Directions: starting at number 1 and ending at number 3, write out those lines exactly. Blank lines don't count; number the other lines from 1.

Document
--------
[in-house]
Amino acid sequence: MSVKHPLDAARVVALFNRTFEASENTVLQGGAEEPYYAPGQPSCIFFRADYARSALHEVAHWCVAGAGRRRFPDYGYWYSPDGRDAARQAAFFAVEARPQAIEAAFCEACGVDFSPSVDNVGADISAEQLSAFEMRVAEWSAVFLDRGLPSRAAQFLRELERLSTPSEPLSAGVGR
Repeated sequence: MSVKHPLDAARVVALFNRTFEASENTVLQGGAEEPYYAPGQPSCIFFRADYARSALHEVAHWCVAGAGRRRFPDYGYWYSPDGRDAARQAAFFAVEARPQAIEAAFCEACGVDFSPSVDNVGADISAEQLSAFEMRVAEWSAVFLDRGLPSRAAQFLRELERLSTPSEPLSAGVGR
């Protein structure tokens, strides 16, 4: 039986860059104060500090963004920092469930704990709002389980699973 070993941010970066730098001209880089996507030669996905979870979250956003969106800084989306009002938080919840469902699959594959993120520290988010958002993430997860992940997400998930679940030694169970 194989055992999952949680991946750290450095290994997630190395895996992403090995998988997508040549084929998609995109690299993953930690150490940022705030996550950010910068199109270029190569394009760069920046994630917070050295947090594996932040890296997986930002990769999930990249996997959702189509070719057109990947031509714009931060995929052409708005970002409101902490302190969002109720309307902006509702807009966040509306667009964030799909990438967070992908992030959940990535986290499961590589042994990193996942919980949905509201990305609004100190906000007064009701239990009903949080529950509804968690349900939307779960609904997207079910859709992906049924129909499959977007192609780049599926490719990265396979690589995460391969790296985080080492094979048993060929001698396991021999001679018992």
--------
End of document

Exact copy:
[in-house]
Amino acid sequence: MSVKHPLDAARVVALFNRTFEASENTVLQGGAEEPYYAPGQPSCIFFRADYARSALHEVAHWCVAGAGRRRFPDYGYWYSPDGRDAARQAAFFAVEARPQAIEAAFCEACGVDFSPSVDNVGADISAEQLSAFEMRVAEWSAVFLDRGLPSRAAQFLRELERLSTPSEPLSAGVGR
Repeated sequence: MSVKHPLDAARVVALFNRTFEASENTVLQGGAEEPYYAPGQPSCIFFRADYARSALHEVAHWCVAGAGRRRFPDYGYWYSPDGRDAARQAAFFAVEARPQAIEAAFCEACGVDFSPSVDNVGADISAEQLSAFEMRVAEWSAVFLDRGLPSRAAQFLRELERLSTPSEPLSAGVGR